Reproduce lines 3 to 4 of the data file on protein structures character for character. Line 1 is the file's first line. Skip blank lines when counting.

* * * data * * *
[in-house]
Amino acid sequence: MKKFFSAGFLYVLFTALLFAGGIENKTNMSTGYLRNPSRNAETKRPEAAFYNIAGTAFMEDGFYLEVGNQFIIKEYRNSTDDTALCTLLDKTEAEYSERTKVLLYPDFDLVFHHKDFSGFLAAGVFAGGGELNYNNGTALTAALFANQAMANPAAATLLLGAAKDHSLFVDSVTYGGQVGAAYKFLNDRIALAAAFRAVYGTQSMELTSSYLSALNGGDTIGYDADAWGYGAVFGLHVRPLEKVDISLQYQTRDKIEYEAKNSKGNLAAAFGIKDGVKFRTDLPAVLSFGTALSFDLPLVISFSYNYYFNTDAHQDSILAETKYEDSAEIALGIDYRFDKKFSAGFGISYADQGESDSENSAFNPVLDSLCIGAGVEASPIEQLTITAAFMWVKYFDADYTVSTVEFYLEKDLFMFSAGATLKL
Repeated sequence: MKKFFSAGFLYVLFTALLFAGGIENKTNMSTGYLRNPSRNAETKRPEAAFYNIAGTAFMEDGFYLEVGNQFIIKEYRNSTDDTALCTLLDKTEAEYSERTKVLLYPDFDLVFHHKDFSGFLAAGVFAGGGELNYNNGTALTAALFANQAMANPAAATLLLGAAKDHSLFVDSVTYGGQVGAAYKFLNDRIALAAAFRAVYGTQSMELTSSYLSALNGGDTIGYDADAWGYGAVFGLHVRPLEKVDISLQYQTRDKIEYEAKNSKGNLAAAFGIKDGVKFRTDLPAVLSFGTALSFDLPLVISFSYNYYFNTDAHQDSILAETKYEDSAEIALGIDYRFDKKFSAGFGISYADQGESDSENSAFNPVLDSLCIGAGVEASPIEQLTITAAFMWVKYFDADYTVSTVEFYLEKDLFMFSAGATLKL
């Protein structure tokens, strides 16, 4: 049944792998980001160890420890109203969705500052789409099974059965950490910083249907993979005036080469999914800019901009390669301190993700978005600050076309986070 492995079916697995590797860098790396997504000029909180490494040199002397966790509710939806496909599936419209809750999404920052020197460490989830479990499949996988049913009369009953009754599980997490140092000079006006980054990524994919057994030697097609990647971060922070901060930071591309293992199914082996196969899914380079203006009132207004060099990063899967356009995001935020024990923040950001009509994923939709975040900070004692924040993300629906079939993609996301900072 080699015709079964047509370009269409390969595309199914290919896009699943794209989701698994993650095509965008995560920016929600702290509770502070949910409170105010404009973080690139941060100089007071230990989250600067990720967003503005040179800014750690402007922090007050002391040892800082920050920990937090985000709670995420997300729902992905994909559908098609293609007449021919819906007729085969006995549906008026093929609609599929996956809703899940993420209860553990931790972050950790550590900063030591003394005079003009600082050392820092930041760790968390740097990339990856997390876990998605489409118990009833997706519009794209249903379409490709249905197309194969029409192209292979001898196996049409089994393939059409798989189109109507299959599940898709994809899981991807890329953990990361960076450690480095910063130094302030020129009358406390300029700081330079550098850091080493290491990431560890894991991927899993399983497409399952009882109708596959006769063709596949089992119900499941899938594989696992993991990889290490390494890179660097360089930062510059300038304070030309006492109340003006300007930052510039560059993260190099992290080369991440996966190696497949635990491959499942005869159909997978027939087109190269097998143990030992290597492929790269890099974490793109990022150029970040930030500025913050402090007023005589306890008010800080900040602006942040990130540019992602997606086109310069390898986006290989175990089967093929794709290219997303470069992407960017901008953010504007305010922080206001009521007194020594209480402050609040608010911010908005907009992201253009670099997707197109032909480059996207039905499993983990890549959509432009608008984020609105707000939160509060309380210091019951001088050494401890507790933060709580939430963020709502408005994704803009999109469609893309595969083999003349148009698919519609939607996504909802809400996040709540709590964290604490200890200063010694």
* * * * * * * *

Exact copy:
Repeated sequence: MKKFFSAGFLYVLFTALLFAGGIENKTNMSTGYLRNPSRNAETKRPEAAFYNIAGTAFMEDGFYLEVGNQFIIKEYRNSTDDTALCTLLDKTEAEYSERTKVLLYPDFDLVFHHKDFSGFLAAGVFAGGGELNYNNGTALTAALFANQAMANPAAATLLLGAAKDHSLFVDSVTYGGQVGAAYKFLNDRIALAAAFRAVYGTQSMELTSSYLSALNGGDTIGYDADAWGYGAVFGLHVRPLEKVDISLQYQTRDKIEYEAKNSKGNLAAAFGIKDGVKFRTDLPAVLSFGTALSFDLPLVISFSYNYYFNTDAHQDSILAETKYEDSAEIALGIDYRFDKKFSAGFGISYADQGESDSENSAFNPVLDSLCIGAGVEASPIEQLTITAAFMWVKYFDADYTVSTVEFYLEKDLFMFSAGATLKL
């Protein structure tokens, strides 16, 4: 049944792998980001160890420890109203969705500052789409099974059965950490910083249907993979005036080469999914800019901009390669301190993700978005600050076309986070 492995079916697995590797860098790396997504000029909180490494040199002397966790509710939806496909599936419209809750999404920052020197460490989830479990499949996988049913009369009953009754599980997490140092000079006006980054990524994919057994030697097609990647971060922070901060930071591309293992199914082996196969899914380079203006009132207004060099990063899967356009995001935020024990923040950001009509994923939709975040900070004692924040993300629906079939993609996301900072 080699015709079964047509370009269409390969595309199914290919896009699943794209989701698994993650095509965008995560920016929600702290509770502070949910409170105010404009973080690139941060100089007071230990989250600067990720967003503005040179800014750690402007922090007050002391040892800082920050920990937090985000709670995420997300729902992905994909559908098609293609007449021919819906007729085969006995549906008026093929609609599929996956809703899940993420209860553990931790972050950790550590900063030591003394005079003009600082050392820092930041760790968390740097990339990856997390876990998605489409118990009833997706519009794209249903379409490709249905197309194969029409192209292979001898196996049409089994393939059409798989189109109507299959599940898709994809899981991807890329953990990361960076450690480095910063130094302030020129009358406390300029700081330079550098850091080493290491990431560890894991991927899993399983497409399952009882109708596959006769063709596949089992119900499941899938594989696992993991990889290490390494890179660097360089930062510059300038304070030309006492109340003006300007930052510039560059993260190099992290080369991440996966190696497949635990491959499942005869159909997978027939087109190269097998143990030992290597492929790269890099974490793109990022150029970040930030500025913050402090007023005589306890008010800080900040602006942040990130540019992602997606086109310069390898986006290989175990089967093929794709290219997303470069992407960017901008953010504007305010922080206001009521007194020594209480402050609040608010911010908005907009992201253009670099997707197109032909480059996207039905499993983990890549959509432009608008984020609105707000939160509060309380210091019951001088050494401890507790933060709580939430963020709502408005994704803009999109469609893309595969083999003349148009698919519609939607996504909802809400996040709540709590964290604490200890200063010694």